Autism spectrum disorder, or ASD, has been diagnosed in more and more children every year. While it may be tempting to conclude this is the sign of some wider problem, what has contributed to many of these diagnoses have been improvements in testing and screening. Medical professionals and care providers now have a better understanding than ever before of what autism looks like and how it can be treated. Yet parents of a child with ASD may wonder what’s the best course of treatment for their child. Also, it’s understandable to wonder if early intervention is enough for autism care. While there is always new information about ASD, the current consensus is that early intervention is vital in helping children and families cope and be successful in society.
Identifying ASD and Benefits of Early Intervention
For the vast majority of children, a diagnosis of ASD doesn’t happen until they are between three and four years old. However, through early intervention starting around 12-18 months of age, a child’s condition can improve greatly. But what are the symptoms or indicators that allow parents to know if their child may have ASD? Some of the warning signs may include:
- Not engaging in pretend play
- Not making eye contact
- Resistance or hostility to being held
- Repeating specific actions over and over
- Repeating specific, limited number of works over and over
- Rarely responding to their name
After noticing these signs, parents should inquire about early intervention programs like the one offered at Ascend Autism.Early intervention is known to provide the best chance for development and optimal outcomes. Because early intervention is so useful, finding a treatment provider and program is immensely valuable. At Ascend Autism, we advise parents and families on what their next course of action should be. We develop a comprehensive plan zeroing in on each child’s unique needs. For instance, a child may have behavioral issues and need the help of a specific preschool program, or a child might need occupational therapy for sensory issues or language delays. This holistic approach sets up children for success.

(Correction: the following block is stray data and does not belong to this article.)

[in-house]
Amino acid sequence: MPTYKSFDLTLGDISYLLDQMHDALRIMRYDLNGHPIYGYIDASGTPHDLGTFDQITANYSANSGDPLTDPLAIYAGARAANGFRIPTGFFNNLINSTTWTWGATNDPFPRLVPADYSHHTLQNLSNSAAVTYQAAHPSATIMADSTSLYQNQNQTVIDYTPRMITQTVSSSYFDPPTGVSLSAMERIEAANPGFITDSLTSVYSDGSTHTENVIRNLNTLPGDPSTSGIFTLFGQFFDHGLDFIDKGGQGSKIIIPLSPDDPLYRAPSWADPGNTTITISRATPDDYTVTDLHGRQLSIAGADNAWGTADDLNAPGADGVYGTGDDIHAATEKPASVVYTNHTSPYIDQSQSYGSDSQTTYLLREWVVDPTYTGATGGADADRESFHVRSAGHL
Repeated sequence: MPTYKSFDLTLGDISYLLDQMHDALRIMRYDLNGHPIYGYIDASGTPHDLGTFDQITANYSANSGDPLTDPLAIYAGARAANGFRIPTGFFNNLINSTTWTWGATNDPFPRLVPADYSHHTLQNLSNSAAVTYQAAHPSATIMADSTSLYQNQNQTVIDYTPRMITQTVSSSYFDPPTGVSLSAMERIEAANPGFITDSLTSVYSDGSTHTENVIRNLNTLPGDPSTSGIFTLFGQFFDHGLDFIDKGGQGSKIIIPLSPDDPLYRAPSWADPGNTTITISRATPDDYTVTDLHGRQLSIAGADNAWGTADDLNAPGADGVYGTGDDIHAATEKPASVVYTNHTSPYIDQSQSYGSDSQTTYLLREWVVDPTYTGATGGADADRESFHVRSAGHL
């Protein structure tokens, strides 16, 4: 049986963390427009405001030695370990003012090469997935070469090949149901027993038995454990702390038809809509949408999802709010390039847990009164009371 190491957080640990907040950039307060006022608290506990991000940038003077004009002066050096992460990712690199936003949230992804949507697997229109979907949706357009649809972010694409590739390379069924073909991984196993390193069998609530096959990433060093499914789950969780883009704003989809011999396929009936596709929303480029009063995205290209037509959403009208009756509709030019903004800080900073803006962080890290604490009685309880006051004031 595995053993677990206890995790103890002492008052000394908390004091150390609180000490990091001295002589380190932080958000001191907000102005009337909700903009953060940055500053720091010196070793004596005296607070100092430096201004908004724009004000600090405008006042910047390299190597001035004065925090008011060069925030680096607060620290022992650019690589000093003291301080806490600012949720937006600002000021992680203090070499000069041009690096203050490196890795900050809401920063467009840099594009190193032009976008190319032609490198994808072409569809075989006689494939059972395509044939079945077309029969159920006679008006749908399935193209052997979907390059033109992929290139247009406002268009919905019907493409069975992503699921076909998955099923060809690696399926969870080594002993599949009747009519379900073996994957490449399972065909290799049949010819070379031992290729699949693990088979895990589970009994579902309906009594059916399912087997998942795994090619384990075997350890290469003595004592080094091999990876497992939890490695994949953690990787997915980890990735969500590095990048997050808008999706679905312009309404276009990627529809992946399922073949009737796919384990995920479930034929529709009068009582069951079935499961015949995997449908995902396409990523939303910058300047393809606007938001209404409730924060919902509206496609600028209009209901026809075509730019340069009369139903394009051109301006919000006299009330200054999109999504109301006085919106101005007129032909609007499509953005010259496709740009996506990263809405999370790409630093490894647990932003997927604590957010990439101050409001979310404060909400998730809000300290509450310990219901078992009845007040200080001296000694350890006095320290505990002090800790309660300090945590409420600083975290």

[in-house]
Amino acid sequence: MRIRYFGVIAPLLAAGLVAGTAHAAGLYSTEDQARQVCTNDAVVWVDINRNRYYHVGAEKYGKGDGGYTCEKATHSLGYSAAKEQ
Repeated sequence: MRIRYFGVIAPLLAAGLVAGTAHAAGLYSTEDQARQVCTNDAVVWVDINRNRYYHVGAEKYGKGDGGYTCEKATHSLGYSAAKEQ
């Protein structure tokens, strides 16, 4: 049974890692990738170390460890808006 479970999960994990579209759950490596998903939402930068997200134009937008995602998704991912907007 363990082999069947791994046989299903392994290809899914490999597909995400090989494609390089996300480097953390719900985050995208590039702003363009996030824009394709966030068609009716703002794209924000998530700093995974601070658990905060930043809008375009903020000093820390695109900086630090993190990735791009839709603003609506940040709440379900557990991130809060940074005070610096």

Is Early Intervention Enough for Autism Care?
There is no cure for ASD. However, early intervention helps children develop the basic skills they need to succeed in school and society. For example, work in early intervention programs commonly allows children to develop the following skills:
- Physical skills
- Thinking skills
- Communication skills
- Social skills
- Emotional skills
Furthermore, early intervention allows a family to learn what they need to know to address the condition. Often, ASD brings challenges not just to the child, but to parents, siblings, and extended family. Early intervention gives caregivers and loved ones the resources, knowledge, and time necessary to start to develop and employ the necessary coping skills to live with the condition in their child or children. But given the short duration of early intervention services, it cannot be the only form of treatment.
Therefore when we ask ‘Is early intervention enough for autism care?’ the clear answer is ‘no.’ It’s not the end of treatment. Rather, it’s the beginning, the means of laying down the necessary groundwork, so as a child ages, they are better able to seamlessly live their lives. Thus, finding the right program to work with is vital. At Ascend Autism, we understand the synergy between addressing the needs of the child with ASD and the needs of the family facing it. Our unique and experienced approach threads the needle giving all parties involved, not just the depth of understanding they need, but the practical skills they will use.
As the parent or loved one of a child with Autism Spectrum Disorder, it’s natural to wonder what interventions should be utilized to assist your child. ASD is challenging for both the child and the family. However, approaching the condition early, educating oneself, and developing the techniques and coping mechanism necessary sets a foundation for success. Ascend Autism has the programs and expertise to get early intervention underway and provide ongoing therapies after early intervention services conclude. We offer an array of services for treating autism spectrum disorder and commit ourselves to help children and families cope. For instance, we offer the following: